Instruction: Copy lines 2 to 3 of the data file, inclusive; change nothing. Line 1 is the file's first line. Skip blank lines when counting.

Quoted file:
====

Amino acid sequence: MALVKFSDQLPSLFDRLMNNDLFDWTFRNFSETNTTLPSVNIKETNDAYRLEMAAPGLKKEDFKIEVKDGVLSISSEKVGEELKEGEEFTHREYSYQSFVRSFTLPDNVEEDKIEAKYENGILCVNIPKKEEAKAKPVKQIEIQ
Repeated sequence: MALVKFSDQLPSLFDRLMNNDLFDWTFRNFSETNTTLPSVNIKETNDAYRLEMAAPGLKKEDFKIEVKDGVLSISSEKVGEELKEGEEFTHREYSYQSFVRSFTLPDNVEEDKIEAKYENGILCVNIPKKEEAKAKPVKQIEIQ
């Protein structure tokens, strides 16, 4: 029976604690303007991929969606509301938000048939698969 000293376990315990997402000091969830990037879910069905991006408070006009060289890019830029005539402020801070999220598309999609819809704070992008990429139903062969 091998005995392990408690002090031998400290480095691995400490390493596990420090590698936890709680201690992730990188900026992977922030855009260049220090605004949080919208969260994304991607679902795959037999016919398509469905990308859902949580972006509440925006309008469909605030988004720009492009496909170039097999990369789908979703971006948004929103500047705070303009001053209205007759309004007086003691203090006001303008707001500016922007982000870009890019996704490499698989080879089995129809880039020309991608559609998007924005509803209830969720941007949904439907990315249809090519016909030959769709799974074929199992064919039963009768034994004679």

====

Repeated sequence: MALVKFSDQLPSLFDRLMNNDLFDWTFRNFSETNTTLPSVNIKETNDAYRLEMAAPGLKKEDFKIEVKDGVLSISSEKVGEELKEGEEFTHREYSYQSFVRSFTLPDNVEEDKIEAKYENGILCVNIPKKEEAKAKPVKQIEIQ
């Protein structure tokens, strides 16, 4: 029976604690303007991929969606509301938000048939698969 000293376990315990997402000091969830990037879910069905991006408070006009060289890019830029005539402020801070999220598309999609819809704070992008990429139903062969 091998005995392990408690002090031998400290480095691995400490390493596990420090590698936890709680201690992730990188900026992977922030855009260049220090605004949080919208969260994304991607679902795959037999016919398509469905990308859902949580972006509440925006309008469909605030988004720009492009496909170039097999990369789908979703971006948004929103500047705070303009001053209205007759309004007086003691203090006001303008707001500016922007982000870009890019996704490499698989080879089995129809880039020309991608559609998007924005509803209830969720941007949904439907990315249809090519016909030959769709799974074929199992064919039963009768034994004679």